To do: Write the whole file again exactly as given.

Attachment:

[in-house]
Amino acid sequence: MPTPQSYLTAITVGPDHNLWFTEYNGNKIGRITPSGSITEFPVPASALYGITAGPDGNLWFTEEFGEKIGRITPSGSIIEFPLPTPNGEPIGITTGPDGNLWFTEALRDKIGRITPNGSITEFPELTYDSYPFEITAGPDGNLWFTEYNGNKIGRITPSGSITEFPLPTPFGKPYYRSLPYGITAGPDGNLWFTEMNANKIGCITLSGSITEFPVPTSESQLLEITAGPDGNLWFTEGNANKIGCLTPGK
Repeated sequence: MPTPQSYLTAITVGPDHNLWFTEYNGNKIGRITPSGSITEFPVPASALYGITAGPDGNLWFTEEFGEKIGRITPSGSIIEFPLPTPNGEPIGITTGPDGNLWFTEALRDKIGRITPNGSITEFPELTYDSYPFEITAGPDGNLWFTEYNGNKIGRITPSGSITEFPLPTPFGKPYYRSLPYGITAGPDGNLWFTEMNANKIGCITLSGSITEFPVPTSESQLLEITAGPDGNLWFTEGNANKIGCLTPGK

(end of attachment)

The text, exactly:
[in-house]
Amino acid sequence: MPTPQSYLTAITVGPDHNLWFTEYNGNKIGRITPSGSITEFPVPASALYGITAGPDGNLWFTEEFGEKIGRITPSGSIIEFPLPTPNGEPIGITTGPDGNLWFTEALRDKIGRITPNGSITEFPELTYDSYPFEITAGPDGNLWFTEYNGNKIGRITPSGSITEFPLPTPFGKPYYRSLPYGITAGPDGNLWFTEMNANKIGCITLSGSITEFPVPTSESQLLEITAGPDGNLWFTEGNANKIGCLTPGK
Repeated sequence: MPTPQSYLTAITVGPDHNLWFTEYNGNKIGRITPSGSITEFPVPASALYGITAGPDGNLWFTEEFGEKIGRITPSGSIIEFPLPTPNGEPIGITTGPDGNLWFTEALRDKIGRITPNGSITEFPELTYDSYPFEITAGPDGNLWFTEYNGNKIGRITPSGSITEFPLPTPFGKPYYRSLPYGITAGPDGNLWFTEMNANKIGCITLSGSITEFPVPTSESQLLEITAGPDGNLWFTEGNANKIGCLTPGK